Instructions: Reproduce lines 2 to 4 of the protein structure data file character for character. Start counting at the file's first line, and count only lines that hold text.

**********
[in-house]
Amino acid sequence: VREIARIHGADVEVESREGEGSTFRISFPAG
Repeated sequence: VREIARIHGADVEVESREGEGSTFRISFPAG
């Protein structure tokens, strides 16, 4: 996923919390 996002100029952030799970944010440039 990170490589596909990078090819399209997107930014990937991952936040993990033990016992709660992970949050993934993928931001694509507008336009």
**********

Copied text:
Amino acid sequence: VREIARIHGADVEVESREGEGSTFRISFPAG
Repeated sequence: VREIARIHGADVEVESREGEGSTFRISFPAG
């Protein structure tokens, strides 16, 4: 996923919390 996002100029952030799970944010440039 990170490589596909990078090819399209997107930014990937991952936040993990033990016992709660992970949050993934993928931001694509507008336009």